Protection from medical treatment without consent
Section 10(c) of the Charter provides that a person must not be subjected to medical treatment without consent. The Charter does not define ‘medical treatment’; however, it may encompass compulsory medical testing. The powers could be used to require people to undergo medical testing for an infectious disease (including but not limited to COVID-19), if powers in addition to the examination and testing order powers in section 113 of the Act are required. The Act clearly envisages that there will be circumstances in which it will be reasonably necessary to require a person to undergo medical testing in order to ascertain whether a person has an infectious disease. Provided such testing is reasonable and proportionate in all the circumstances, it will be compatible with the right to protection against medical treatment without consent.
Freedom of movement
The right to freedom of movement is contained in section 12 of the Charter and applies generally to a person’s movement within Victoria. It applies to persons lawfully within Victoria and is made up of the following components: the right to move freely within Victoria, the right to enter and leave Victoria, and the right to choose where to live. The right has been described as providing protection from unnecessary restrictions upon a person’s freedom of movement. It extends, generally, to movement without impediment throughout the State and a right of access to places and services used by members of the public, subject to compliance with regulations legitimately made in the public interest.
Relevantly, the right to freedom of movement will be engaged where a person is: required to move to, or from, a particular place or is prevented from doing this; subject to strict surveillance or reporting obligations relating to moving; or directed or ordered where to live. Many of the ways that the powers have been, and are likely to be, used will limit people’s freedom to move about, both indoors and outdoors. Any such limits will need to be reasonable and proportionate in all the circumstances in order to be compatible with the right to freedom of movement.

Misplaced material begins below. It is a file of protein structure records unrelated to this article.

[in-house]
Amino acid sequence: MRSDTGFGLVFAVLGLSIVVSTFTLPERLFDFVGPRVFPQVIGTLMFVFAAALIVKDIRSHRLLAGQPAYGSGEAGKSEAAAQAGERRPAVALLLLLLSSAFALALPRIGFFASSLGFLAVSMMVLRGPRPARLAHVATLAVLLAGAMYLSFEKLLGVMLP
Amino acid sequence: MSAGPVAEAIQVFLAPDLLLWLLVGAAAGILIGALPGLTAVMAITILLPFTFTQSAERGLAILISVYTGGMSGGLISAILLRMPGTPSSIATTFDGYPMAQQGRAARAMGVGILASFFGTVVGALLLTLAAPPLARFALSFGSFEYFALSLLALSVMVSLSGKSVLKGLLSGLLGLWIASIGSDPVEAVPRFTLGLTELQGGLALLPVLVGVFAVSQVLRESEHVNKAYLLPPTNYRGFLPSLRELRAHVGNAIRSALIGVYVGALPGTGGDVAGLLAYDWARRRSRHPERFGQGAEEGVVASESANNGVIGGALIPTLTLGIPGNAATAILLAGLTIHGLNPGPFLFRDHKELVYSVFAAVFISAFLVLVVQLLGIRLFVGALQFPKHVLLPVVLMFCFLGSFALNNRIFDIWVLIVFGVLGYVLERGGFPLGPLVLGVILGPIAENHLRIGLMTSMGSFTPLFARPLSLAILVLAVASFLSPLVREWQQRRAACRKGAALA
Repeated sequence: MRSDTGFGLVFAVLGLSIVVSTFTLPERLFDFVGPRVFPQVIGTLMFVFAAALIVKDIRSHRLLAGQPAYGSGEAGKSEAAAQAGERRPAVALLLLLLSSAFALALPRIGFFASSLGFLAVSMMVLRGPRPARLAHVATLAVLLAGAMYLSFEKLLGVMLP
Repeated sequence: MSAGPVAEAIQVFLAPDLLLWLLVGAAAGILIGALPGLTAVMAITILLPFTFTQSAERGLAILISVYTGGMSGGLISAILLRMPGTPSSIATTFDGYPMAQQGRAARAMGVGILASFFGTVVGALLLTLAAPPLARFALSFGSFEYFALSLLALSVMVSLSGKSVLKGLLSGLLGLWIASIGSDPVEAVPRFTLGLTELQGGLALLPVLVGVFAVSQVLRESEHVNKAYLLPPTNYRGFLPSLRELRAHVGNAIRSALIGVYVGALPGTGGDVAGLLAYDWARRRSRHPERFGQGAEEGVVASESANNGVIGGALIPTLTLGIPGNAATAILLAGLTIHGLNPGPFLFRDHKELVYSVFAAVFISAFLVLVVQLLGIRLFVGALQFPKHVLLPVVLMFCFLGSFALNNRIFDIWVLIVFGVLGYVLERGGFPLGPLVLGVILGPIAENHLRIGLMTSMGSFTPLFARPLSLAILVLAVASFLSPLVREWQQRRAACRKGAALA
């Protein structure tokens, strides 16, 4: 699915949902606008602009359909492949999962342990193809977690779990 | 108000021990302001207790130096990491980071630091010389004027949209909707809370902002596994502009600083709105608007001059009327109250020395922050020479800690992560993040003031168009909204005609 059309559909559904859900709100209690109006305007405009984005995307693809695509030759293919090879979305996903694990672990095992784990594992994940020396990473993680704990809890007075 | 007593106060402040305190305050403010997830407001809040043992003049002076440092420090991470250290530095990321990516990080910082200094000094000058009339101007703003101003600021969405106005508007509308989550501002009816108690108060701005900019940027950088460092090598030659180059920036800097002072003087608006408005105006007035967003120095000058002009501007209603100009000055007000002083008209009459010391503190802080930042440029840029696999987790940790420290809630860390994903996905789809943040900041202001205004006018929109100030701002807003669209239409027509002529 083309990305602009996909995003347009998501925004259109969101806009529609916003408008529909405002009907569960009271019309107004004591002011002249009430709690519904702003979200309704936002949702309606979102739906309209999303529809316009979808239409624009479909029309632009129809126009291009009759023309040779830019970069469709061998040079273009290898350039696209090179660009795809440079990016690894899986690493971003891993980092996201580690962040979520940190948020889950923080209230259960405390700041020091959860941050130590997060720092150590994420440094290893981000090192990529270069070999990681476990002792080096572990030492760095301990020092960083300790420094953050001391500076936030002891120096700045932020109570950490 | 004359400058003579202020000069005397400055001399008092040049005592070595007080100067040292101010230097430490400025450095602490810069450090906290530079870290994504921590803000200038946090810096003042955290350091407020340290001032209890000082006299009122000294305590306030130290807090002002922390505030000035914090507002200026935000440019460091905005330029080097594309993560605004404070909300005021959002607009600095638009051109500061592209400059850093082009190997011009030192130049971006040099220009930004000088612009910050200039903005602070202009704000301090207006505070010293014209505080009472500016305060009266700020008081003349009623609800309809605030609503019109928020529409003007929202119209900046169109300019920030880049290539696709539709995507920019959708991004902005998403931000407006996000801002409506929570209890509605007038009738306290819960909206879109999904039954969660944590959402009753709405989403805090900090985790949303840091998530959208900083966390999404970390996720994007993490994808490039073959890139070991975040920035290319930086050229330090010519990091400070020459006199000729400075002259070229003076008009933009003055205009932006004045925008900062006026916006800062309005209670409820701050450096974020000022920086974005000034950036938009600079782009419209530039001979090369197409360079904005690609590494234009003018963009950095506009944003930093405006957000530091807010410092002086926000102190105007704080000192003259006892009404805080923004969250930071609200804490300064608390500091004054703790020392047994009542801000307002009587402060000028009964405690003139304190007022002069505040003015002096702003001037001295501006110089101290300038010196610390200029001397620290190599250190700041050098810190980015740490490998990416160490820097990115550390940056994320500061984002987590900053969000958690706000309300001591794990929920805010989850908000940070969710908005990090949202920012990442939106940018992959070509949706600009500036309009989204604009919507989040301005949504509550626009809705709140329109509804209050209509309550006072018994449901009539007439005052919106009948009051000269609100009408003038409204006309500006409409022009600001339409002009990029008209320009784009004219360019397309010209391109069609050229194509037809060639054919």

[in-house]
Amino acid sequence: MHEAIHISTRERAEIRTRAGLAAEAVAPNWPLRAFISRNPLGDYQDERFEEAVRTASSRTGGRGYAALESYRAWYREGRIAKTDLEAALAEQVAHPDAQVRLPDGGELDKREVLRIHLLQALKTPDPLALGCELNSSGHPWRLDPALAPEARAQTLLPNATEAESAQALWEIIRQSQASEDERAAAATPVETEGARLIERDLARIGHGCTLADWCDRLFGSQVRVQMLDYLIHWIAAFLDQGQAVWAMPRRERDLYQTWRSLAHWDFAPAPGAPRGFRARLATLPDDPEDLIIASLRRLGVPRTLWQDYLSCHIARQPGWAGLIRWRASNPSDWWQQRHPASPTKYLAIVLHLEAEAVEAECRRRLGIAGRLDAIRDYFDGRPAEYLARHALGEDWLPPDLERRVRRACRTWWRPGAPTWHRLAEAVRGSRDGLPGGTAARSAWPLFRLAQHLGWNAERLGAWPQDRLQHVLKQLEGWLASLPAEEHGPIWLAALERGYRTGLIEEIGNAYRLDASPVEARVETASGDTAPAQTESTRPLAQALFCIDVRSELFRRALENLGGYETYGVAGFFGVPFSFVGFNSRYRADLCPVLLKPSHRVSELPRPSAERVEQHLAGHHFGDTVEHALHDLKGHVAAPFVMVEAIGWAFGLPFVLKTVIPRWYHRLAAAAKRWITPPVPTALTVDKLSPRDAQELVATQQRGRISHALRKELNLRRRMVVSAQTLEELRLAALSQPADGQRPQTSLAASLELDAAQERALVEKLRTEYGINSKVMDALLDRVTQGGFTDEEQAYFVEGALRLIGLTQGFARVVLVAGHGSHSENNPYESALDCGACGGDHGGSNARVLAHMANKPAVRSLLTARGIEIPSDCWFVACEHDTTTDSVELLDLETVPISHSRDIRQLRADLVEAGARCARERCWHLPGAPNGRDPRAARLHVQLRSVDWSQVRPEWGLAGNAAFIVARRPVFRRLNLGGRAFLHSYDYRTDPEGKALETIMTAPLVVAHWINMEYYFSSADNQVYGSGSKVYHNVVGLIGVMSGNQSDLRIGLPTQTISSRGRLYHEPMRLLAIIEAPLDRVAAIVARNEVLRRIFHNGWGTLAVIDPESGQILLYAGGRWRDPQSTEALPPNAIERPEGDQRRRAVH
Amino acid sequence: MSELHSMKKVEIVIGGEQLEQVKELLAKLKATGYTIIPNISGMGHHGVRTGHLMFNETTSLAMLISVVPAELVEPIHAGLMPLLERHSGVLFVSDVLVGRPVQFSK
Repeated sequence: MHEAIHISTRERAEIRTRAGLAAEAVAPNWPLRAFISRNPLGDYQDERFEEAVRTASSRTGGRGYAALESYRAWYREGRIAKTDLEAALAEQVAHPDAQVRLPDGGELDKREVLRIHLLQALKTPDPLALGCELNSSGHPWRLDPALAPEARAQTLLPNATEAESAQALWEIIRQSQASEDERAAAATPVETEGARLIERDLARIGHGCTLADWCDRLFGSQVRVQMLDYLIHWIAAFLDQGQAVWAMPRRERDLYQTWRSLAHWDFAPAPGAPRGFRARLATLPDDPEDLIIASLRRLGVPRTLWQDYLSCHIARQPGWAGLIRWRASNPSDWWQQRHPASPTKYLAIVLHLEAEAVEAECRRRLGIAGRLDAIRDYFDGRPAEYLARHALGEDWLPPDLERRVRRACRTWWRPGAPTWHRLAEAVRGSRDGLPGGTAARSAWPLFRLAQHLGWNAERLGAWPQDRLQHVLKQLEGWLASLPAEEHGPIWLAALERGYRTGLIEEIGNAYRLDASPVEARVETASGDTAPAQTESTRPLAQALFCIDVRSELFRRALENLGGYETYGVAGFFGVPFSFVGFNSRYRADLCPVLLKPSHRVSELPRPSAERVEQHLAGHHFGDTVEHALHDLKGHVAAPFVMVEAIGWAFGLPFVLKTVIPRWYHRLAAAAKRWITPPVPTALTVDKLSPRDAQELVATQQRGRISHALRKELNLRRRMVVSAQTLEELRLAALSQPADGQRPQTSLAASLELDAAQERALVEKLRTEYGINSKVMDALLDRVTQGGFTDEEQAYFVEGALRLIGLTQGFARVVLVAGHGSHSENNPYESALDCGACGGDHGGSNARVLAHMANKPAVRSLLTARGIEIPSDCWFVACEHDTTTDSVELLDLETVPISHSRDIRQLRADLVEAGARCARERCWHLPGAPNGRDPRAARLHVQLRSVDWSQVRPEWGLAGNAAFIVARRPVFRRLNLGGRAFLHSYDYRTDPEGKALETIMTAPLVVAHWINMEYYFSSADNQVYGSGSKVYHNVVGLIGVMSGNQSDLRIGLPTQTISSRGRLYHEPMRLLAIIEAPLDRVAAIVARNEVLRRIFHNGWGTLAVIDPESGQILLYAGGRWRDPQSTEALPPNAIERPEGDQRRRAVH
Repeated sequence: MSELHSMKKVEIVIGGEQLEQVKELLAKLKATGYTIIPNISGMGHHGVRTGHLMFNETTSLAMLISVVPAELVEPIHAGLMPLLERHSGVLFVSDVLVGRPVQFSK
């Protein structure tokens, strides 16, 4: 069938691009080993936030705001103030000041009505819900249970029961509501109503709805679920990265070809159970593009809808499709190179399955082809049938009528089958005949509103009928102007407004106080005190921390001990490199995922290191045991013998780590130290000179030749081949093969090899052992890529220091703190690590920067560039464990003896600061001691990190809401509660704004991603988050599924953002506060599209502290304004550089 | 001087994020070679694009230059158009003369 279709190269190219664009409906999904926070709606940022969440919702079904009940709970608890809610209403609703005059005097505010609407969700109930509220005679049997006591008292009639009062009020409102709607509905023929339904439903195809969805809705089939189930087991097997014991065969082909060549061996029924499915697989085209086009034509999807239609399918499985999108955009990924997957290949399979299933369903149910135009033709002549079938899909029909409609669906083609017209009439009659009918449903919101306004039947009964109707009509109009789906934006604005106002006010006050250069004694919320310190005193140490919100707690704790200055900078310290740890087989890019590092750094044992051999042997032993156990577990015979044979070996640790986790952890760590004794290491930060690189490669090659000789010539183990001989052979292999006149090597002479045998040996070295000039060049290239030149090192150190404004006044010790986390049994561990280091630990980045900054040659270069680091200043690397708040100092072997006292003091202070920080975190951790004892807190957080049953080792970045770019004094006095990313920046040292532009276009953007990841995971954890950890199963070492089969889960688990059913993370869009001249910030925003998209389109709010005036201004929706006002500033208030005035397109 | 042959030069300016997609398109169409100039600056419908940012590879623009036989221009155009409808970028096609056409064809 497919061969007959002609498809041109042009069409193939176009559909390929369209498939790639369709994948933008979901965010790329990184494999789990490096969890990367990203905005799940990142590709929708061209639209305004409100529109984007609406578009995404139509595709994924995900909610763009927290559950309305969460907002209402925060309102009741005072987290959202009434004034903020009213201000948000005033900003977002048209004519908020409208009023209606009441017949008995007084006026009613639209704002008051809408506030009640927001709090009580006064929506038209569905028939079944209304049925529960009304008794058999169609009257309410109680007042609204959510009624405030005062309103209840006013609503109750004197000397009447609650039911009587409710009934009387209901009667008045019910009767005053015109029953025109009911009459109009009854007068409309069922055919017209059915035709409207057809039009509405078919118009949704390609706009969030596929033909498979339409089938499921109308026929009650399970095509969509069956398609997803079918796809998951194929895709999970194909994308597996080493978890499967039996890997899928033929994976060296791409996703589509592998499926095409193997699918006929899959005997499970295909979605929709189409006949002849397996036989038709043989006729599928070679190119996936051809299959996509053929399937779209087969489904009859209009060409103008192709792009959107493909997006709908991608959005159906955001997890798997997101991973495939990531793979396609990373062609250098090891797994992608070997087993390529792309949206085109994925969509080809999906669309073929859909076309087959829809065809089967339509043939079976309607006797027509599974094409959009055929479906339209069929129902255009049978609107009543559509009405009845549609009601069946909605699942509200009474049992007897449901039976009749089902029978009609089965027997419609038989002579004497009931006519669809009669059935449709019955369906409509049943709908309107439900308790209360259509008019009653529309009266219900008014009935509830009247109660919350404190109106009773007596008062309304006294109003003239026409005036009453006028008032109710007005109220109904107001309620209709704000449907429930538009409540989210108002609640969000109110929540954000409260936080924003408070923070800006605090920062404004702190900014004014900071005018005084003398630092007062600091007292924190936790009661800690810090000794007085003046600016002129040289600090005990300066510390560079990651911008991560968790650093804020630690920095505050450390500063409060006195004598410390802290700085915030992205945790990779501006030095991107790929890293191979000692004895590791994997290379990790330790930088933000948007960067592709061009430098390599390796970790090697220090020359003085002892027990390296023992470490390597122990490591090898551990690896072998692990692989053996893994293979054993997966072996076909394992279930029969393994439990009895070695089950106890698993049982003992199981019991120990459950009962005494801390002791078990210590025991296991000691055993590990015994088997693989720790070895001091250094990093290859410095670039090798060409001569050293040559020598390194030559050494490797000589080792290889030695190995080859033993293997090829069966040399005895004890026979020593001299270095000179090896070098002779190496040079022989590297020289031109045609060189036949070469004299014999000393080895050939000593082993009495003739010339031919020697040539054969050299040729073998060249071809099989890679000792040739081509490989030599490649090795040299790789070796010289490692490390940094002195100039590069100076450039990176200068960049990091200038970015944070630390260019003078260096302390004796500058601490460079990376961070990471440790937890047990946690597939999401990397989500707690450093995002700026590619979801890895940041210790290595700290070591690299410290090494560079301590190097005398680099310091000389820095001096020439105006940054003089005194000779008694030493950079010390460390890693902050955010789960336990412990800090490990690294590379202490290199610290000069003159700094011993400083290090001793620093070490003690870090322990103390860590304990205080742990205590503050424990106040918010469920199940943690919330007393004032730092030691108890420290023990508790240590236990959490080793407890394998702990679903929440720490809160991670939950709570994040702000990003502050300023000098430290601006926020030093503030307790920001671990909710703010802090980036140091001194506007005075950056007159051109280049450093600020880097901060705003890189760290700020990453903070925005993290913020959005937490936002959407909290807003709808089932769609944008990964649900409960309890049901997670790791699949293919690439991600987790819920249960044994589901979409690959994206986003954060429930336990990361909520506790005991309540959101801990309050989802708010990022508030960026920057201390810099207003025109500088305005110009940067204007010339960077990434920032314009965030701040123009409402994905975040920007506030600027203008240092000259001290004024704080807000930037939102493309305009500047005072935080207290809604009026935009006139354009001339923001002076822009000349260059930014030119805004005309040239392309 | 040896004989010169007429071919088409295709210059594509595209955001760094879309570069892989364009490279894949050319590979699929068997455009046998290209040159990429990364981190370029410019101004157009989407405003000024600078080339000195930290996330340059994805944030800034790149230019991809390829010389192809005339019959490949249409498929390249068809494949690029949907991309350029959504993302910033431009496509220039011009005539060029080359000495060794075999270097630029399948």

Rights to privacy, family and home
Section 13(a) of the Charter provides that a person has the right not to have their privacy unlawfully or arbitrarily interfered with. Section 13(a) contains internal qualifications; namely, interferences with privacy only limit the right if they are unlawful or arbitrary. An interference will be lawful if it is permitted by a law which is precise and appropriately circumscribed, and will be arbitrary only if it is capricious, unpredictable, unjust or unreasonable, in the sense of being disproportionate to the legitimate aim sought.
‘Privacy’ is a right of considerable amplitude. The fundamental values which the right to privacy expresses are the physical and psychological integrity, individual and social identity, and autonomy and inherent dignity, of the person. It protects the individual’s interest in the freedom of their personal and social sphere. Relevantly, this encompasses their right to establish and develop meaningful social relations. The right to privacy may also potentially incorporate a right to work of some kind and in some circumstances.
The ‘family’ aspect of s 13(a) is related to s 17(1) of the Charter, which states that families are entitled to protection by society and the State. However, whilst the two rights overlap, they are not co-extensive. Section 13(a) is a negative obligation that only prohibits unlawful or arbitrary interferences with family; whereas s 17(1) is a positive obligation on society and the State.
The ‘home’ aspect of s 13(a) refers to a person’s place of residence, regardless of whether they have a legal interest in that residence. What constitutes an interference with this aspect of the right to privacy has been approached in a practical manner and may cover actions that prevent a person from continuing to live in their home, as well interferences with the home itself.
All three aspects of this right may potentially be limited by the directions that could be made in reliance on the emergency powers, which could affect personal autonomy and private relationships, require the disclosure of private information, affect the ability of families to gather with members who are quarantined due to diagnosis with an infectious disease (including COVID-19), and the ability of people to reside in their own homes if they are quarantined at another location. Any such limits will need to be reasonable and proportionate in all the circumstances in order to be compatible with the rights to privacy, family and home.
Freedom of religion